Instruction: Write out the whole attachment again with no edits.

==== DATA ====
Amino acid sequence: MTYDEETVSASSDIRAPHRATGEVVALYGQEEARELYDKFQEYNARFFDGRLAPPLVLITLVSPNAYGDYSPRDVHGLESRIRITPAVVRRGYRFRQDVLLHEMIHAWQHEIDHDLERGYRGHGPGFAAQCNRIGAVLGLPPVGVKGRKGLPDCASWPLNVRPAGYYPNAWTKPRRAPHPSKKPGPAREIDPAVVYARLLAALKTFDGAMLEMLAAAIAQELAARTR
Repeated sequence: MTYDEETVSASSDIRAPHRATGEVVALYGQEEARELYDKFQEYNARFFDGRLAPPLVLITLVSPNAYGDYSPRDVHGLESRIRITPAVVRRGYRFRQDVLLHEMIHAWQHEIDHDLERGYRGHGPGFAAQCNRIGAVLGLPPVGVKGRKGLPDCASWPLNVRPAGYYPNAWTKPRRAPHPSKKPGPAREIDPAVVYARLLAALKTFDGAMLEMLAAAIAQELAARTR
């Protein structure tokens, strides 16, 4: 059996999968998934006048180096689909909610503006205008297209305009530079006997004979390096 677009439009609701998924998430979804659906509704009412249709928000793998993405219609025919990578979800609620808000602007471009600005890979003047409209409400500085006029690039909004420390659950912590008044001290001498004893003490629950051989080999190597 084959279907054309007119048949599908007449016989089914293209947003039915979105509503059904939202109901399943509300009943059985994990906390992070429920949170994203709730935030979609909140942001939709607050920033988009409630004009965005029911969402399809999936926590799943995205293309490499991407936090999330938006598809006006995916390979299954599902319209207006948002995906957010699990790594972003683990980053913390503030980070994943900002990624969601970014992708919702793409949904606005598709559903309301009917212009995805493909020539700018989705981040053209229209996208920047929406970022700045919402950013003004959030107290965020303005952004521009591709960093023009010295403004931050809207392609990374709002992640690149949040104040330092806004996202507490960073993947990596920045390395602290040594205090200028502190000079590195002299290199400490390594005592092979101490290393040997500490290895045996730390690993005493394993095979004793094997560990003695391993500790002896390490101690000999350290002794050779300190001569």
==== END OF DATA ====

Amino acid sequence: MTYDEETVSASSDIRAPHRATGEVVALYGQEEARELYDKFQEYNARFFDGRLAPPLVLITLVSPNAYGDYSPRDVHGLESRIRITPAVVRRGYRFRQDVLLHEMIHAWQHEIDHDLERGYRGHGPGFAAQCNRIGAVLGLPPVGVKGRKGLPDCASWPLNVRPAGYYPNAWTKPRRAPHPSKKPGPAREIDPAVVYARLLAALKTFDGAMLEMLAAAIAQELAARTR
Repeated sequence: MTYDEETVSASSDIRAPHRATGEVVALYGQEEARELYDKFQEYNARFFDGRLAPPLVLITLVSPNAYGDYSPRDVHGLESRIRITPAVVRRGYRFRQDVLLHEMIHAWQHEIDHDLERGYRGHGPGFAAQCNRIGAVLGLPPVGVKGRKGLPDCASWPLNVRPAGYYPNAWTKPRRAPHPSKKPGPAREIDPAVVYARLLAALKTFDGAMLEMLAAAIAQELAARTR
């Protein structure tokens, strides 16, 4: 059996999968998934006048180096689909909610503006205008297209305009530079006997004979390096 677009439009609701998924998430979804659906509704009412249709928000793998993405219609025919990578979800609620808000602007471009600005890979003047409209409400500085006029690039909004420390659950912590008044001290001498004893003490629950051989080999190597 084959279907054309007119048949599908007449016989089914293209947003039915979105509503059904939202109901399943509300009943059985994990906390992070429920949170994203709730935030979609909140942001939709607050920033988009409630004009965005029911969402399809999936926590799943995205293309490499991407936090999330938006598809006006995916390979299954599902319209207006948002995906957010699990790594972003683990980053913390503030980070994943900002990624969601970014992708919702793409949904606005598709559903309301009917212009995805493909020539700018989705981040053209229209996208920047929406970022700045919402950013003004959030107290965020303005952004521009591709960093023009010295403004931050809207392609990374709002992640690149949040104040330092806004996202507490960073993947990596920045390395602290040594205090200028502190000079590195002299290199400490390594005592092979101490290393040997500490290895045996730390690993005493394993095979004793094997560990003695391993500790002896390490101690000999350290002794050779300190001569």